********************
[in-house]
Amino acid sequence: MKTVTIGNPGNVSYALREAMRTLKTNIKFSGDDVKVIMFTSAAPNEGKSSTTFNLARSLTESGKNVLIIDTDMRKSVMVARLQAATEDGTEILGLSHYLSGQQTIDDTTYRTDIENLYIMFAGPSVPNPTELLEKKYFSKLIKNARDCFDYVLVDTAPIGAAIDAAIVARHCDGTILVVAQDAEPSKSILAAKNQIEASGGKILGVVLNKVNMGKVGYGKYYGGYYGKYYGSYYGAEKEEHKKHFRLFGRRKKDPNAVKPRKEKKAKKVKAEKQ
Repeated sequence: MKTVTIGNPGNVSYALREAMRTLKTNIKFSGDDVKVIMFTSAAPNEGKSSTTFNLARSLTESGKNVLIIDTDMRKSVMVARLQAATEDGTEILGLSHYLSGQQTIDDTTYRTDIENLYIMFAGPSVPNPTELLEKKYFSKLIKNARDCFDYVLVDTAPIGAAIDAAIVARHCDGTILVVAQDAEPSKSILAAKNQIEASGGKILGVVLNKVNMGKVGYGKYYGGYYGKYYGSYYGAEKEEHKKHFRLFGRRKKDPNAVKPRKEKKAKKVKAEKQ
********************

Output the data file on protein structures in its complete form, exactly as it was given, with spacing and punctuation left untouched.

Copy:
[in-house]
Amino acid sequence: MKTVTIGNPGNVSYALREAMRTLKTNIKFSGDDVKVIMFTSAAPNEGKSSTTFNLARSLTESGKNVLIIDTDMRKSVMVARLQAATEDGTEILGLSHYLSGQQTIDDTTYRTDIENLYIMFAGPSVPNPTELLEKKYFSKLIKNARDCFDYVLVDTAPIGAAIDAAIVARHCDGTILVVAQDAEPSKSILAAKNQIEASGGKILGVVLNKVNMGKVGYGKYYGGYYGKYYGSYYGAEKEEHKKHFRLFGRRKKDPNAVKPRKEKKAKKVKAEKQ
Repeated sequence: MKTVTIGNPGNVSYALREAMRTLKTNIKFSGDDVKVIMFTSAAPNEGKSSTTFNLARSLTESGKNVLIIDTDMRKSVMVARLQAATEDGTEILGLSHYLSGQQTIDDTTYRTDIENLYIMFAGPSVPNPTELLEKKYFSKLIKNARDCFDYVLVDTAPIGAAIDAAIVARHCDGTILVVAQDAEPSKSILAAKNQIEASGGKILGVVLNKVNMGKVGYGKYYGGYYGKYYGSYYGAEKEEHKKHFRLFGRRKKDPNAVKPRKEKKAKKVKAEKQ